Black Market Specialist OCCs. Ten new OCCs for your viewing pleasure, including ones like the BM Banker, Case Man, Con Man, Enforcer, Expediter, Information Broker, Merchant, Raider, Refurbisher and Rift Runner. Mostly Adventurer types.
Black Market Sales Outfits. Some random tables for generating a start-up travelling Black Market outfit, a Black Market retail outfit, a Black Market town, bar generation table, and one for creating a body chop-shop.
100 Random Black Market Contraband Items. Exactly as marketed on the tin; everything from chicken and other livestock, to coal, honey and other raw materials, to weapons and ultimately power armour/robots, a plethora of magic items, as well as slaves (D-Bee or human types). Any GM could generate an idea or two from here and build a scenario around it.
Travelling Show Generation Rules. A reprint of the rules for the same, from World Book 1: Vampire Kingdoms. Somewhat topical, so I can forgive the page-space used.
Bandito Arms. A series of technological/weaponry offerings from the business production side of this major Black Market entity. For you gun-nuts, lots of “Big Bore” weapons (including a “Baby Boom Gun”), lasers and plasma weapons.
Notable Vehicles. A series of Black Market-specific vehicles offered by any of the major factions or market towns. The All-Terrain Tumbler looks a little too slick for Rifts wilderness adventuring, while the Big Wheel Unicycle is interesting if completely impractical. The remainder are a series of wheeled, hover and aerial vehicles that would prove useful to most adventurers. Well, except for the Walker-Bike….. (somehow Pilot: Motorcycle allows the user to pilot effectively an underpowered and under armoured robot).
Black Market Power Armour and Robots. A couple of suits of environmental armour leads into something I call an absolute travesty… a stealth Glitter Boy suit (painted black, half the MDC) with “Baby Boom Gun” and updated forearm weapons. Other robots lead into the robot animals and (ugh…) dinosaurs, as well as steeds (with requisite robot unicorn….), the ever useful Pegasus (and of course “mega” Armoured Pegasus), the robot Raptor (because, Jurassic Park), and the truly head scratcher entry, the Seahorse – from a company base in the desert….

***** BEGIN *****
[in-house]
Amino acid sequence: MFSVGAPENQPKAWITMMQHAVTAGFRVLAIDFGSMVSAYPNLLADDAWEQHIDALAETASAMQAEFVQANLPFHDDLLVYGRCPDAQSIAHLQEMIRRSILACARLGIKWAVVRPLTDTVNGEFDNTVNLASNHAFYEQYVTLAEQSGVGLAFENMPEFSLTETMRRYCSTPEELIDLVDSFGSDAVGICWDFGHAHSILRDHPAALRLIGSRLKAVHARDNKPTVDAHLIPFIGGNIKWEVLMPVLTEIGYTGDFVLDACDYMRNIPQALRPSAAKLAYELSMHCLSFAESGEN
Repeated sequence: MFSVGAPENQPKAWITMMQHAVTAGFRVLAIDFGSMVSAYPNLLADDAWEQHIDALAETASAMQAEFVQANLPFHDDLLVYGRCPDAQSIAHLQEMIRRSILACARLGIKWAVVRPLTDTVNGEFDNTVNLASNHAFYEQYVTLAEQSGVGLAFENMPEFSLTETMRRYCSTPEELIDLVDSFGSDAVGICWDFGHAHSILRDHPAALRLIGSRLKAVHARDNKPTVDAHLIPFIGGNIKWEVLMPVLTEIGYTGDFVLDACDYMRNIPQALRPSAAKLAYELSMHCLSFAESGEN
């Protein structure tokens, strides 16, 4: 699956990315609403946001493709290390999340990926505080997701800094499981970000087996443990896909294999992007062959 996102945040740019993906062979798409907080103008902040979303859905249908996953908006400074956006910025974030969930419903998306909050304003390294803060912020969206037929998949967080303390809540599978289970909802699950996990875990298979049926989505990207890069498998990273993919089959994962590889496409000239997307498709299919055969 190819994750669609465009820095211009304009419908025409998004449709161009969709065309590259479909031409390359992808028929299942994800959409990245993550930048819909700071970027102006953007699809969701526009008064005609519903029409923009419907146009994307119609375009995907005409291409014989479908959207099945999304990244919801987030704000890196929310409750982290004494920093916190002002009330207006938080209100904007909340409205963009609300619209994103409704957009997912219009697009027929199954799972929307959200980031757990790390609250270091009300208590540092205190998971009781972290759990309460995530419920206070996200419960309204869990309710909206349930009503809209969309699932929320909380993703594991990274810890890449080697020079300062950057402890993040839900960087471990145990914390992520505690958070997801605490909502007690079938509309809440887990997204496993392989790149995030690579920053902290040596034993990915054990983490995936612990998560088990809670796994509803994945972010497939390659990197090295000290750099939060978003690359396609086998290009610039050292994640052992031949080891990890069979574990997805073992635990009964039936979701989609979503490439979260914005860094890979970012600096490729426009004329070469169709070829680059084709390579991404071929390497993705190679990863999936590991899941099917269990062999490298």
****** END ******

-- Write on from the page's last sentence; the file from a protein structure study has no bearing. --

Magic Contraband. A series of magical items for sale. Includes some TW entries, and the entry that made me almost throw my pdf copy against the wall, a TW Glitter Boy…. with a main weapon the fires a single shot per melee round doing middling damage, but mostly knocking targets around with penalties, some built-in spells for use, and hey, regeneration (ugh…). Oh yeah, a TW SAMAS too. So how many magic OCCs even allow Pilot: Robots & Power Armour, let alone Robot Combat? SMH. There is a minor entry discussing “enchanting other antique technology,” where NEMA arsenal has been “enchanted from original form to allow mages to use.
Initial Assessment (7/10). So, this was one of my more recent acquisitions, and one I was hesitant about the contents. The result of a detailed read through and writing this overview certainly changed my opinion. A couple of sections provides a nice overview of the five major factions and goes into detail on how North American Black Market culture and operations work, including numerous trades, OCCs and how to play a Black Market character, “Black Market culture,” as well as random tables to help shape any particular setting the GM presents; there is a lot of information to exploit here. The Bandito Arms section expands the selection of weapons manufactured by that Black Market faction, followed with (quite frankly) some of the most dubious entries for vehicles, power armour and robots I’ve reviewed yet (i.e. that Walker-Bike and Seahorse power armour). Otherwise, using a baseball metaphor: I though the “stealth GB” was a ‘swing and miss,’ until I read the TW GB, which I equate to the batter chasing after the mascot. The artwork throughout supports the subject matter well, though nothing really ‘stood out’ for me; well, except for the dubious reprinting of some portions of the image from page 27, to include on page 8 (three foreground characters reversed, background removed). I’ll be honest, the cover art really deviated away from the norm I expected from Palladium Books. One of the few books that spans the entirety of North America in its scale, it still maintains the scope of detail a GM can easily use to create a campaign adventure, or expand on a current one. There is a lot of useful information here that folds incredibly easily into any setting; with some minor adjustments you could easily apply the material to any other Rifts setting. This would have been an 8, but the significant detraction from the Notable Vehicles entries onward that simply deviated too far off-course for the Rifts aesthetic for me; still useful, but not the cover-to-cover hit I was hoping for.